Mack Bernard, middle,  greets guests at an election party at Revolutions at City Place Revolutions at City Place West Palm Beach Tuesday August 30, 2016. ( Meghan McCarthy / The Palm Beach Post )
Mack Bernard

The two new commissioners will serve as alternatives on the Metropolitan Planning Organization. Their five colleagues will serve as regular members of the MPO.

Kerner
Dave Kerner

District 1’s commissioner, Hal Valeche, will serve on the Artificial Reef and Estuarine Committee. He will be an alternate on the BioScience Land Protection Advisory Board and will serve on the Loxahatchee River Management Coordinating Council, the Northlake Boulevard Task Force and the Pal Mal Water Control District.

District 2’s commissioner, Paulette Burdick, will serve on the Children’s Services Council and the Water Resources Task Force. Burdick has been chosen by her colleagues to serve as county mayor.

Steven Abrams, who represents District 4, will serve on the Kravis Center board, the Multi-Jurisdictional Issues Coordination Forum Executive Committee, the Palm Beach Broadband board, the South Florida Regional Transportation Authority and the Value Adjustment Board, where he will be chairman.

District 5’s commissioner, Mary Lou Berger, will serve on the BioScience Land Protection Advisory Board, the Palm Beach County Cultural Council and the Water Resources Task Force.

In District 6, Melissa McKinlay will serve on the Business Development Executive Board and the County Coalition for Responsible Management of Lake ‘O.’

Valeche, Burdick and Kerner will serve as regular members of the Treasure Coast Regional Planning Council, with Abrams, McKinlay and Bernard serving as alternates.

Commissioners declare which boards and committees they want to serve on, with the mayor making the final decision on assignments.

“I’m a firm believer in, where possible, having a commissioner serving on each of these committee during their term in office,” Burdick said.

The county mayor said she also was mindful of commissioner expertise and interest such as Abrams’ extensive knowledge of transportation issues.

581-acre chunk of Ag Reserve could be up for sale

The South Florida Water Management District has designed a 581-acre piece of Palm Beach County’s Agricultural Reserve to be surplus and available for sale, increasing the prospect of more development in a farming zone some fear is being gobbled up by builders.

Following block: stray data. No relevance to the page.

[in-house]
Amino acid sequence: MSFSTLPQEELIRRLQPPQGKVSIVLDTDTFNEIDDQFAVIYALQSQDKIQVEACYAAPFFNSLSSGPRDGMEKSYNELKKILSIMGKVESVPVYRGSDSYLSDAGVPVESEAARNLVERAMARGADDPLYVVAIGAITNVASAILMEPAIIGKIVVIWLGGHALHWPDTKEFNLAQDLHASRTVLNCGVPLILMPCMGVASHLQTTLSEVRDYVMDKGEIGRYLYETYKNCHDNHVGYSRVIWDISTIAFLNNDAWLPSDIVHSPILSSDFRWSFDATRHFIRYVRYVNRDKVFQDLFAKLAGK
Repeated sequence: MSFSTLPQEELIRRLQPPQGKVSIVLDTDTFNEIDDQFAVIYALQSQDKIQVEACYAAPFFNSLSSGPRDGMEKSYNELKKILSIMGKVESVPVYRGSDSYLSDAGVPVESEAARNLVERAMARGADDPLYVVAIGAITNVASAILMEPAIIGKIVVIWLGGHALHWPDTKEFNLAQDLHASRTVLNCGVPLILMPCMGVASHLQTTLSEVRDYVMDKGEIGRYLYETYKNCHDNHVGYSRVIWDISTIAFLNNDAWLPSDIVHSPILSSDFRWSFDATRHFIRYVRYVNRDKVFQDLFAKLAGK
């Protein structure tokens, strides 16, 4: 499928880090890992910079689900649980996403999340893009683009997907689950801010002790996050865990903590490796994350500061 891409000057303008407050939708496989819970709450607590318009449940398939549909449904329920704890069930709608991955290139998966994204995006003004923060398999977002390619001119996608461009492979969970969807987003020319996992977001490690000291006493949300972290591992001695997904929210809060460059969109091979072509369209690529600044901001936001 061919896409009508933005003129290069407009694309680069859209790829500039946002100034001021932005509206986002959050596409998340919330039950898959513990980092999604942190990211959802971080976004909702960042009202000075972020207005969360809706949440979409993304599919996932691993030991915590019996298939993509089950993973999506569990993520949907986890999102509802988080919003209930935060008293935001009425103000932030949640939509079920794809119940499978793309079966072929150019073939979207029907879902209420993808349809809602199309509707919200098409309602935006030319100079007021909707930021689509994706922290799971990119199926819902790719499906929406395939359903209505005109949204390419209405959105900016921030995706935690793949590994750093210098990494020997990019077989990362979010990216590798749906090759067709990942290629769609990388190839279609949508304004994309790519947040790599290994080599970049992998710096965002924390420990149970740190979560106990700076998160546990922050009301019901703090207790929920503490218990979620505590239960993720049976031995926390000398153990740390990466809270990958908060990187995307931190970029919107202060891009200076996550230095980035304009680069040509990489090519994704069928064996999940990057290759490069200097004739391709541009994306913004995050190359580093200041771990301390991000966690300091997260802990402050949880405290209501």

The district co-owns the 581 acres with Palm Beach County. A majority of the seven-member county commission would have to agree to a sale.

Last year, when the district first began discussing the idea of declaring the land surplus and taking bids on it, Commissioners Paulette Burdick and Melissa McKinlay opposed private ownership of the land, which is part of a 624-acre tract purchased with public money in 2000.

Check back later today with http://www.mypalmbeachpost.com for more on this story.

 

PostonGrowth Post on Growth sig

 

Jacks, Vana make their pitch to be PBC property appraiser

Seated side-by-side during a political forum Tuesday night, Shelley Vana and Dorothy Jacks made their pitch to be Palm Beach County’s next property appraiser.

Palm Beach County Commissioner Shelley Vana (Allen Eyestone / The Palm Beach Post)
Palm Beach County Commissioner Shelley Vana (Allen Eyestone / The Palm Beach Post)

Vana, a county commissioner and former state legislator, and Jacks, the chief deputy property appraiser, clashed on what they would bring to the office.

Jacks said she understands the technical nuances of the job. Vana said the office is a political one that is best led by someone who has served in elected office.

The candidates, both Democrats, are seeking to succeed Gary Nikolits, who is retiring after 24 years as property appraiser. The primary election will be held on August 30.

With about 70 people looking on at the South County Civic Center, Vana and Jacks returned to that theme of leadership again and again.

“It is a very technical job,” Jacks said, adding that, in her, “you will have an expert at the top. You won’t have a politician but an expert leading the staff.”

Earlier, during her introductory remarks, Vana had laid out her credentials.

“You have two very good candidates here,” she said. “One has been an employee and one has been in leadership. In this office, you need a solid leader who sets the tone. You’re electing a Lee Iococca, not someone who screws in the screws.”

Jacks took that jab in stride. Indeed, much of the forum, sponsored by the Democratic Club of Boca Raton and Delray Beach, focused on technical aspects of the office.

The candidates were asked about the prospect of raising the county’s sales tax to pay for upgrades to roads, bridges, schools and county buildings.

Dorothy Jacks, chief deputy property appraiser
Dorothy Jacks, chief deputy property appraiser

Vana, who has supported the county’s plan to raise the sales tax, said she favors a mix of taxes. Jacks said she would first want to study how the county is spending money it already has before determining whether a sales tax increase is a good idea.